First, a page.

“I love my guys, DeJuan and Koby, these guys they want to win,” Tarke said. “They’re both very gifted players and we’re trying to change the mentality around here. The mindset is to be like a three-headed monster.”
Tarke and his team turned heads in a hard-fought 81-71 loss at Duke Nov. 28 to open the season. Tarke’s 22 points, nine rebounds, five steals and two blocks helped Coppin outscore the then-No. 9 Blue Devils, 43-36, in the second half. Then, as if to shut down doubters, Tarke poured in another 22 points at George Washington Dec. 5 and earned MEAC Co-Defensive Player of the Week honors.
“I felt like a lot of people were watching to see how I would do after sitting out, really, two years,” said Tarke, who sat out as a transfer in 2018-19 and then just sat on the bench too much at UTEP last year. “Even for me, not knowing how I would do, it was exciting, thrown right in the fire against the No. 9 team. Coach believed in me and it freed my mind. A lot of people were shocked, ‘This is the same kid from UTEP?’”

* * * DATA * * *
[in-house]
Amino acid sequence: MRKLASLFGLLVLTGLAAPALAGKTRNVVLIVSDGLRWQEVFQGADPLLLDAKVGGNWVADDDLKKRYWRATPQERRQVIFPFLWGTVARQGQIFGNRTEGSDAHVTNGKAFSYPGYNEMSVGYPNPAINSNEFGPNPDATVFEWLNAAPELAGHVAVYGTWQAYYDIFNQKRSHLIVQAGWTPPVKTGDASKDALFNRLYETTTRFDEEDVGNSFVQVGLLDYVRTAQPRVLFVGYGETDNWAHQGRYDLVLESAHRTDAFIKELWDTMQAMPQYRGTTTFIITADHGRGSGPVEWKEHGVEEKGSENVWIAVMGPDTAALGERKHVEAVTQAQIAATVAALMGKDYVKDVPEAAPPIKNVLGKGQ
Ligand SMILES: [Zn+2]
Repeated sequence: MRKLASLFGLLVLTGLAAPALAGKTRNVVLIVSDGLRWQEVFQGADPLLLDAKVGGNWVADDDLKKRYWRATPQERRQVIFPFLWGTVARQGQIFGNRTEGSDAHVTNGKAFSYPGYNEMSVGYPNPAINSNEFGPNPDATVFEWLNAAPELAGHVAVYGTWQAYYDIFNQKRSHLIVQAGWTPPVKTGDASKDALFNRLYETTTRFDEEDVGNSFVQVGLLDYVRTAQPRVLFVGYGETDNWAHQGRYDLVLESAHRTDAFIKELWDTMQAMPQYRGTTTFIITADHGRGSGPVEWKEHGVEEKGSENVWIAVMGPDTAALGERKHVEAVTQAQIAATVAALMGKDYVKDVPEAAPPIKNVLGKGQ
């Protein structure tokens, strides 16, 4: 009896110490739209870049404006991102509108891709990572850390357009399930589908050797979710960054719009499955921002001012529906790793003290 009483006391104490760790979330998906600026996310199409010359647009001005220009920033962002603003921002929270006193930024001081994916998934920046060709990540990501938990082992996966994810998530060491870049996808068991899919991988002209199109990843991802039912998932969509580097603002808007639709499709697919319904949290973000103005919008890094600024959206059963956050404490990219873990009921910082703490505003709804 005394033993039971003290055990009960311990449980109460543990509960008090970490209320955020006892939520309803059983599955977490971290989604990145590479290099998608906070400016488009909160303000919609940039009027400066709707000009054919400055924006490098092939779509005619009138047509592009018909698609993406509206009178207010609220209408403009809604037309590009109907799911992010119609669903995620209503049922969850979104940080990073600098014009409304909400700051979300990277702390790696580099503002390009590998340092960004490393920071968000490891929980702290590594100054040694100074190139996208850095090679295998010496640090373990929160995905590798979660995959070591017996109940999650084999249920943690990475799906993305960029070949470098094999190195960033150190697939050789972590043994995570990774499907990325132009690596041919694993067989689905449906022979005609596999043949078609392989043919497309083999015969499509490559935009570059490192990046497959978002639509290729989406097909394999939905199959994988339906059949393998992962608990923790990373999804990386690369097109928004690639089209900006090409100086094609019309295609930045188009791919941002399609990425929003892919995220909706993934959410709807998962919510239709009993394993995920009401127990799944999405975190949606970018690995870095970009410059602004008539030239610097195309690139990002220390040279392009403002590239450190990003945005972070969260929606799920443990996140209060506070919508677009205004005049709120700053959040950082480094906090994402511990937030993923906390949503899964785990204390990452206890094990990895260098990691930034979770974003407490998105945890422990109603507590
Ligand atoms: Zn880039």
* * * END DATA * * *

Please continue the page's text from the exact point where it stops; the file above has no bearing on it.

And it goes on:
Dixon has a lot of pieces to put together under trying circumstances this season, but he knows Tarke can take the team places. In the process, Tarke will inch up NBA draft boards and leave Coppin State a better program.
“He’s a very competitive young man,” said Dixon, who would be the first to admire that particular trait. “We’re very fortunate to have an opportunity to coach him. We’re just going to continue to help him get better. A.T. has a lot of experience in college basketball and to get a grad transfer like that will hopefully propel us to land more guys like that.”
Tarke was a Washington Post All-Met selection at Gaithersburg High School in 2014-15, averaging 26.3 points. Yet Tarke didn’t have a lot of college offers, committing to Division II University of Charleston (W.Va) early. His AAU coach, Arty Jones, who has since passed away, saw things differently, though.
“He told me there was no difference between playing against West Virginia or playing against Shepherd [University],” Tarke recalled. “He said I could compete anywhere. So that’s why I went to prep school. He made me play AAU my senior year after I already signed and then people saw me play.”